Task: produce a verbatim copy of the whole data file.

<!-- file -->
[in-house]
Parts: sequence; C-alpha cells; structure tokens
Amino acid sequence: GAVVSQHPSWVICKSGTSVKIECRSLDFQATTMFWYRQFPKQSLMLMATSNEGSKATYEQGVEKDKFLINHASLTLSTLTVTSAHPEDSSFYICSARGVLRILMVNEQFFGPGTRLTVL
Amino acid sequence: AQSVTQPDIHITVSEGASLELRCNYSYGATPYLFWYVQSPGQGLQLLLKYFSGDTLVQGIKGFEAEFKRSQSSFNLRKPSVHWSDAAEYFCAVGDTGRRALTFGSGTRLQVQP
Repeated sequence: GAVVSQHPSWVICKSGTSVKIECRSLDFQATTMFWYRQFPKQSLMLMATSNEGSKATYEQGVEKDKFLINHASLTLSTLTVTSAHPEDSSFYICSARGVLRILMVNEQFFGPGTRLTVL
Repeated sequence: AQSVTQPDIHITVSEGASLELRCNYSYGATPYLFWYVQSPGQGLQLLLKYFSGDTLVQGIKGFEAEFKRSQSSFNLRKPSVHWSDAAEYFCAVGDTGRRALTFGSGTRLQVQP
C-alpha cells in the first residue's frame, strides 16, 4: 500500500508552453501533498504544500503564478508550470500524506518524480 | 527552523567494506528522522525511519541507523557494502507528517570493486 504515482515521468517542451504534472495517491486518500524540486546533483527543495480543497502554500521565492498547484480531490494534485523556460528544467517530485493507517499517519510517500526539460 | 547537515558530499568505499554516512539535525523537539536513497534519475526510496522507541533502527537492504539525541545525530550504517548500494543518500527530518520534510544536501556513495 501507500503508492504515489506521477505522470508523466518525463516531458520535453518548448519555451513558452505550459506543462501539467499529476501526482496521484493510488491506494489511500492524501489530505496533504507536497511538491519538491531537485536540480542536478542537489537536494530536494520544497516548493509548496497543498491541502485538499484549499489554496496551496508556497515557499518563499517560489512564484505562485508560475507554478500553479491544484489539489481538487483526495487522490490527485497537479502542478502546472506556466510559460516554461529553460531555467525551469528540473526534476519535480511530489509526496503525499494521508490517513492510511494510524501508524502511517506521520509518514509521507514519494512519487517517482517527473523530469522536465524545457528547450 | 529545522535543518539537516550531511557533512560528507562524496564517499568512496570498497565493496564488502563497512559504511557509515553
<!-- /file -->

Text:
[in-house]
Parts: sequence; C-alpha cells; structure tokens
Amino acid sequence: GAVVSQHPSWVICKSGTSVKIECRSLDFQATTMFWYRQFPKQSLMLMATSNEGSKATYEQGVEKDKFLINHASLTLSTLTVTSAHPEDSSFYICSARGVLRILMVNEQFFGPGTRLTVL
Amino acid sequence: AQSVTQPDIHITVSEGASLELRCNYSYGATPYLFWYVQSPGQGLQLLLKYFSGDTLVQGIKGFEAEFKRSQSSFNLRKPSVHWSDAAEYFCAVGDTGRRALTFGSGTRLQVQP
Repeated sequence: GAVVSQHPSWVICKSGTSVKIECRSLDFQATTMFWYRQFPKQSLMLMATSNEGSKATYEQGVEKDKFLINHASLTLSTLTVTSAHPEDSSFYICSARGVLRILMVNEQFFGPGTRLTVL
Repeated sequence: AQSVTQPDIHITVSEGASLELRCNYSYGATPYLFWYVQSPGQGLQLLLKYFSGDTLVQGIKGFEAEFKRSQSSFNLRKPSVHWSDAAEYFCAVGDTGRRALTFGSGTRLQVQP
C-alpha cells in the first residue's frame, strides 16, 4: 500500500508552453501533498504544500503564478508550470500524506518524480 | 527552523567494506528522522525511519541507523557494502507528517570493486 504515482515521468517542451504534472495517491486518500524540486546533483527543495480543497502554500521565492498547484480531490494534485523556460528544467517530485493507517499517519510517500526539460 | 547537515558530499568505499554516512539535525523537539536513497534519475526510496522507541533502527537492504539525541545525530550504517548500494543518500527530518520534510544536501556513495 501507500503508492504515489506521477505522470508523466518525463516531458520535453518548448519555451513558452505550459506543462501539467499529476501526482496521484493510488491506494489511500492524501489530505496533504507536497511538491519538491531537485536540480542536478542537489537536494530536494520544497516548493509548496497543498491541502485538499484549499489554496496551496508556497515557499518563499517560489512564484505562485508560475507554478500553479491544484489539489481538487483526495487522490490527485497537479502542478502546472506556466510559460516554461529553460531555467525551469528540473526534476519535480511530489509526496503525499494521508490517513492510511494510524501508524502511517506521520509518514509521507514519494512519487517517482517527473523530469522536465524545457528547450 | 529545522535543518539537516550531511557533512560528507562524496564517499568512496570498497565493496564488502563497512559504511557509515553